It’s really remarkable working with Andrew, who could have great sequences that really worked but he would know how to step out of himself and be objective enough to know what he had to lose to make the story work. The movie changed quite a few times in the years I’ve been here. It’s strange, having seen it from so many different standpoints, but hopefully everything feels purposeful, intentional, and designed with emotional and quality storytelling in mind.

WALL-E
And lots of moments remained unchanged from very early on. The sequence you can see in these boards was as it is now even before I started working on the film three years ago. In fact, a good chunk of the first act was already pretty-well realised in storyboards when I started and most of what changed was the second and third acts of the film, which went through numerous iterations.

One of the things that I’ve been surprised and delighted to see is that you can really see all the work we did in the finished shots, even though there’s a lot of artful stuff that’s embellishing and bringing things to another level. That’s one of the mixed bags about storyboarding – it’s not a glamour job where you get to see your finished thing up on screen – it’s very skeletal.

WALL-E
Andrew likened it to a paleontological dig, where at a certain point you know you have a dinosaur but you don’t really know what kind of dinosaur you have yet. Finding out what kind of dinosaur we’re building is part of what making these things come to life is all about. I love that discovery process.

WALL-E Week on RT and IGN

RT – Pixar’s and Stars’ Favourite WALL-E Moments

Sigourney Weaver, Angus MacLane, Ben Burtt, Jim Morris and Andrew Stanton share their most memorable moments from the film.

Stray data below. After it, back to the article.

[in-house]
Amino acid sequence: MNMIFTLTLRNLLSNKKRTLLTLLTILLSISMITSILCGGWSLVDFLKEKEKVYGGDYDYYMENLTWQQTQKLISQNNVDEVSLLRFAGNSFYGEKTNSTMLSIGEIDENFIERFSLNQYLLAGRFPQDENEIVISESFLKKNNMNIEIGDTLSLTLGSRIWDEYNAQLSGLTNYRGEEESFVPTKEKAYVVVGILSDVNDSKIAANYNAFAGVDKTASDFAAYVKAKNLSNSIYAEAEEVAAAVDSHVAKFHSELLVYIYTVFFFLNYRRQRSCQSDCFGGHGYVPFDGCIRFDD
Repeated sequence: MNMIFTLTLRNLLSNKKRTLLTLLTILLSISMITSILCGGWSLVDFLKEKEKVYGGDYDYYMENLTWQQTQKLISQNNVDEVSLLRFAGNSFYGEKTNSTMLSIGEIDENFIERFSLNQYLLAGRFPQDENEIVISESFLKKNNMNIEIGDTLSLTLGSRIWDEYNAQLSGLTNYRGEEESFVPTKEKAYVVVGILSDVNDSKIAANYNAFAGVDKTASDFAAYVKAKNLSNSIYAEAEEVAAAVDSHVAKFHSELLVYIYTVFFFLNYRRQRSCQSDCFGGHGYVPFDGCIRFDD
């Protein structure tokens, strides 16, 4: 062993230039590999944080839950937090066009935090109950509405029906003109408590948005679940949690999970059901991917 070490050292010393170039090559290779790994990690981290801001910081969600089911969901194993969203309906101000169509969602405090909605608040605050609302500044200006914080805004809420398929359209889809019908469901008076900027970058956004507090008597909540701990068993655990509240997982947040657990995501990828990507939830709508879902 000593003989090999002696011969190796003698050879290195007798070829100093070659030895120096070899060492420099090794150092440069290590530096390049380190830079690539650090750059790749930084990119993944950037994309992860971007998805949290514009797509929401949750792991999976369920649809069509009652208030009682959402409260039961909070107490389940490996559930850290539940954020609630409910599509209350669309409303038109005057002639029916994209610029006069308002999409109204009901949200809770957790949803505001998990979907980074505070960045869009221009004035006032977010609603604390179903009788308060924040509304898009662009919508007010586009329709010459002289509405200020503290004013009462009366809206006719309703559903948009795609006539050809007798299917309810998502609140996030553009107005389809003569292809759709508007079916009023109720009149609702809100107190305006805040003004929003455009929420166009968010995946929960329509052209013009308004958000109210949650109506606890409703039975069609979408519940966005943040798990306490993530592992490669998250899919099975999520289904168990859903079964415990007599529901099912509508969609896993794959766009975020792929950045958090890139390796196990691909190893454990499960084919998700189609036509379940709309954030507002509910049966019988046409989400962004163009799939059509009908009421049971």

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IGN – WALL-E Explained

Get an insight into the animation process as WALL-E Directing Animator Angus MacLane.

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RT – Inside Pixar – A Photo Tour

Rotten Tomatoes’ cameras are given a look inside animation mecca as Pixar opens the doors of its Emeryville, CA campus to us.

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IGN – The Pixar Philosophy

Key WALL-E staff including Andrew Stanton, David DeVan and Derek Thompson tell IGN what it’s like to work at Pixar.

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RT – The World of WALL-E

To celebrate RT’s freshest film of the year, we bring together eight WALL-E crew to talk about the film’s journey from concept to completion.

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IGN – At the Heart of WALL-E

Director Andrew Stanton explains, in his own words, why the WALL-E experience has been a special one and how he crafted the film.

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RT – The Storyboards of WALL-E

Story Artist Derek Thompson gives RT readers an exclusive look at the storyboarding process on the film and shares some boards.

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IGN – WALL-E UK Review

Critic Anna Smith delivers her verdict on Pixar’s latest and adds to the film’s fresh Tomatometer…

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RT – Ben Burtt’s WALL-E Sound Masterclass

The world’s most renowned Sound Designer exclusively teaches RT readers the basics of building WALL-E‘s world of sound.